What Are the Different Bases of Accounting?

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Starting or running a business is an exciting adventure that brings with it a host of tasks, like keeping track of the financial health of your organization. There is more than one approach to financial management, so choosing the right basis of accounting for your organization is crucial to gain an accurate picture of financial trends and make projections for your business. The method of accounting you decide on can also impact when your assets are fluid. Whether you use an accountant or track income and expenses yourself, choose only one method of accounting and stick to it for consistency and accuracy.

Basis of Accounting

The two types of accounting that most businesses use are the accrual-basis and cash-basis method. Some businesses use the modified cash-basis method, which combines principles from both the accrual- and cash-basis methods.

While each method of accounting records assets, liabilities and equity, they differ on when each is recorded, thus impacting the financial snapshot of a business at any given point.

The three primary components of the basic accounting formula (which must balance at all times) are as follows:

  • Assets: Assets refer to tangible and intangible assets of a business, such as cash, land, inventory, buildings, accounts receivable, investments and other financially viable items. Assets equal liabilities plus equity.
  • Liabilities: Liabilities refer to the financial obligations of a business to pay its creditors for accounts payable, accrued wages and loans.  
  • Equity: Owner's equity or shareholders equity refers to the profits available. Equity plus liabilities equal assets.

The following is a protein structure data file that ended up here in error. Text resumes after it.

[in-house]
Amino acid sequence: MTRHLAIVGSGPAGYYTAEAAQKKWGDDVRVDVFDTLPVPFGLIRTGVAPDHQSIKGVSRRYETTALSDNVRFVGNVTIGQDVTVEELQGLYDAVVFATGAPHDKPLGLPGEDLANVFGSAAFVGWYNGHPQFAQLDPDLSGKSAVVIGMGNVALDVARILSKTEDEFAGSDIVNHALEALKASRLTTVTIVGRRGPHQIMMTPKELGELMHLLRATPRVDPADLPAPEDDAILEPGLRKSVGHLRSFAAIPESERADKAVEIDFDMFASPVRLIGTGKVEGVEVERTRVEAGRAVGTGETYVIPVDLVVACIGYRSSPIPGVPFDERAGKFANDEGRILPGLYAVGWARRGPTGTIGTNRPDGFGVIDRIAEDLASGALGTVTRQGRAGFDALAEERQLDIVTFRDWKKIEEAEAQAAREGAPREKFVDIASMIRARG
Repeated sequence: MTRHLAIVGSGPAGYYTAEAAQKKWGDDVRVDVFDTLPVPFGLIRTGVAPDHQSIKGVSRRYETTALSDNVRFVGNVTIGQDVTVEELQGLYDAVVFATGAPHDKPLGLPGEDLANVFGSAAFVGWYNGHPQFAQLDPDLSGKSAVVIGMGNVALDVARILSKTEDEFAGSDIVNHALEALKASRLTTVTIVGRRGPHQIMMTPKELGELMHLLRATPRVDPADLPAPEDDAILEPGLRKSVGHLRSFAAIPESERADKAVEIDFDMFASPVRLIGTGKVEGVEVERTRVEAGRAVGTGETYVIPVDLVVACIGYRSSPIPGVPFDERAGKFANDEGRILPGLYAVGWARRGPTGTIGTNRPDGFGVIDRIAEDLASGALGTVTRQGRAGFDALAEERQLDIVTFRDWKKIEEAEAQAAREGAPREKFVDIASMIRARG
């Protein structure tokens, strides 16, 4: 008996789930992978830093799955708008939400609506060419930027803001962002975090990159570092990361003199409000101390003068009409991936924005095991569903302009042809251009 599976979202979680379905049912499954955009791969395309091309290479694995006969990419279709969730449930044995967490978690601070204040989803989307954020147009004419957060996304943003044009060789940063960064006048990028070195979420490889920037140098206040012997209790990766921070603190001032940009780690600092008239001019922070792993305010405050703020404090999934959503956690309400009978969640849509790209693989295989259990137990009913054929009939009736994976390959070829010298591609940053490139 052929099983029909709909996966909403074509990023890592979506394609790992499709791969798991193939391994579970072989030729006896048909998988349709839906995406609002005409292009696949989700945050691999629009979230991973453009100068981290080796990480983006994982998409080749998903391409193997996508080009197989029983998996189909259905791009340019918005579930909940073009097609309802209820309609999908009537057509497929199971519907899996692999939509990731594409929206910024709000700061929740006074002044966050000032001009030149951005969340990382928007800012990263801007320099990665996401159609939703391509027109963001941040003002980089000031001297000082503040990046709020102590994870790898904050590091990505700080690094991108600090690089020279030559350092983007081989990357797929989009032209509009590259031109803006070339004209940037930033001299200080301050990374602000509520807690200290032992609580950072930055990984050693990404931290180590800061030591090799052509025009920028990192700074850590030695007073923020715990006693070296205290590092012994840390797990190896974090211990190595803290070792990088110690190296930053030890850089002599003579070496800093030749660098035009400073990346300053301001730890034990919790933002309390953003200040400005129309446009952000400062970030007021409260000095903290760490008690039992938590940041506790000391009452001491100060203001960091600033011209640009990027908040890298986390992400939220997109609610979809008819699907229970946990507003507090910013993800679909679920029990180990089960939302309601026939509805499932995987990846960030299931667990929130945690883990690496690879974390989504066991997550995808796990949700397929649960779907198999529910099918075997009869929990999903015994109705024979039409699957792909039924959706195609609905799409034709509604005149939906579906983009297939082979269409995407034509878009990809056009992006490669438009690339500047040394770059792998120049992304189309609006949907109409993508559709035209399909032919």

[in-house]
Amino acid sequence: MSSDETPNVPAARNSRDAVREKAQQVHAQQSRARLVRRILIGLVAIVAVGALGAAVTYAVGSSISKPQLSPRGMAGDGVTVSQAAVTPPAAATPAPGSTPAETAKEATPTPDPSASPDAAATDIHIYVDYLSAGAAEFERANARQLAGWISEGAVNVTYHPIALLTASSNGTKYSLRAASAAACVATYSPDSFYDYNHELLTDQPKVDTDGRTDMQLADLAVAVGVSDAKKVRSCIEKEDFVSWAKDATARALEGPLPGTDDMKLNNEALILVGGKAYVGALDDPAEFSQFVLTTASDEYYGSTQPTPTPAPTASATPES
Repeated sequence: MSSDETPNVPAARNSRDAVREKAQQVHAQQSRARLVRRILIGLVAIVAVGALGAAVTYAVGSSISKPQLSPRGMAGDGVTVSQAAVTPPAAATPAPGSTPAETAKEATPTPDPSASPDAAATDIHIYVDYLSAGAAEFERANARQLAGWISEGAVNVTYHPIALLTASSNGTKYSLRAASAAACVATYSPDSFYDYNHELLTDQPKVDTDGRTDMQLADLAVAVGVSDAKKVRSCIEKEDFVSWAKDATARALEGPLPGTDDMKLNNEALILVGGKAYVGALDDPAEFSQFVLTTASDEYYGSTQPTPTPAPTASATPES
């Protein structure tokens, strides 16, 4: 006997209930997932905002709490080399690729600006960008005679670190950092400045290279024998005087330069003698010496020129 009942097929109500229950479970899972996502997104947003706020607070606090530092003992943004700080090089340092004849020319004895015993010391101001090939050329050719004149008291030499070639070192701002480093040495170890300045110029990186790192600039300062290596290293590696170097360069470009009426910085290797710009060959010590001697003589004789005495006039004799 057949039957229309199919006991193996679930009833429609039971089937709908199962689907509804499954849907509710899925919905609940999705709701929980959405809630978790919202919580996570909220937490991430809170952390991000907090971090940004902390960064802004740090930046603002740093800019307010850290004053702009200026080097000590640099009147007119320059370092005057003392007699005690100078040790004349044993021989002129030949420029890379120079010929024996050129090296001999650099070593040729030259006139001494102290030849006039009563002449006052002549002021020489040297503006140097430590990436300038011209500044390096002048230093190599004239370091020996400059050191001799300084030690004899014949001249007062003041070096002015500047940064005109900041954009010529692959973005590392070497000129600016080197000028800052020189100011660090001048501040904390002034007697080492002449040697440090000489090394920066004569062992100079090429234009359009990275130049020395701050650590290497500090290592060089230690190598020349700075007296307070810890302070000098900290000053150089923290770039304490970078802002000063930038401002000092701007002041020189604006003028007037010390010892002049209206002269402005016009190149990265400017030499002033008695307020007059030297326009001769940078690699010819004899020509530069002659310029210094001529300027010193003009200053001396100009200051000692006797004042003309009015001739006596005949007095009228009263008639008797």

Accrual Method of Accounting

The accrual method of accounting reports revenues on the income statement when they are earned and matches related expenses when the expense occurs, not when the bills are paid. Accrual accounting results in an income statement that provides an accurate representation of the profitability of your business for a specific period. For example, if a sales representative makes a large sale on December 15 but does not expect to receive payment until January 15 of the next calendar year, the accrual method records the sale as revenue in December.

Likewise, if a big project requires ordering materials this month, the accrual method of accounting records the invoice as an expense, rather than waiting until its paid. This method helps keep track of money you need to reserve to pay the invoice. It also helps to avoid mistakes where you accidentally purchase something with money already designated for another purpose.

If expenses are incurred due to incoming revenue, like supplies needed to install furniture a customer ordered, these expenses are matched and recorded with the revenue instead of listed separately, giving a reasonably accurate picture of what capital will be available following completion of the project. This is handy because it keeps both assets and liabilities from becoming inflated, which can happen when they are recorded separately. It also makes tracking profit margins simple and fast because income and expenses for the same project are tracked together.

While maintaining a broad and long-term perspective on finances is helpful in business accounting, the accrual method is not without its disadvantages. Accrual accounting requires more estimation and guesswork than cash accounting, which only deals with revenue and expenses as they occur. For instance, it is possible to count income before it is actually in your bank account and then spend it, sending a new business into the red or even bankruptcy.

The accrual method also takes more time and is best overseen by a professional accountant who knows the ins and outs of how to use the accrual method of accounting accurately. One sticky area of accounting that is best left to the professionals is estimating bad debt or income that is not likely to come through. While your business probably has mostly reliable clients who pay their bills promptly, there will be those who pay their bills late or not at all. A professional accountant knows how to estimate these losses to give you a relatively accurate picture of your business's financial health.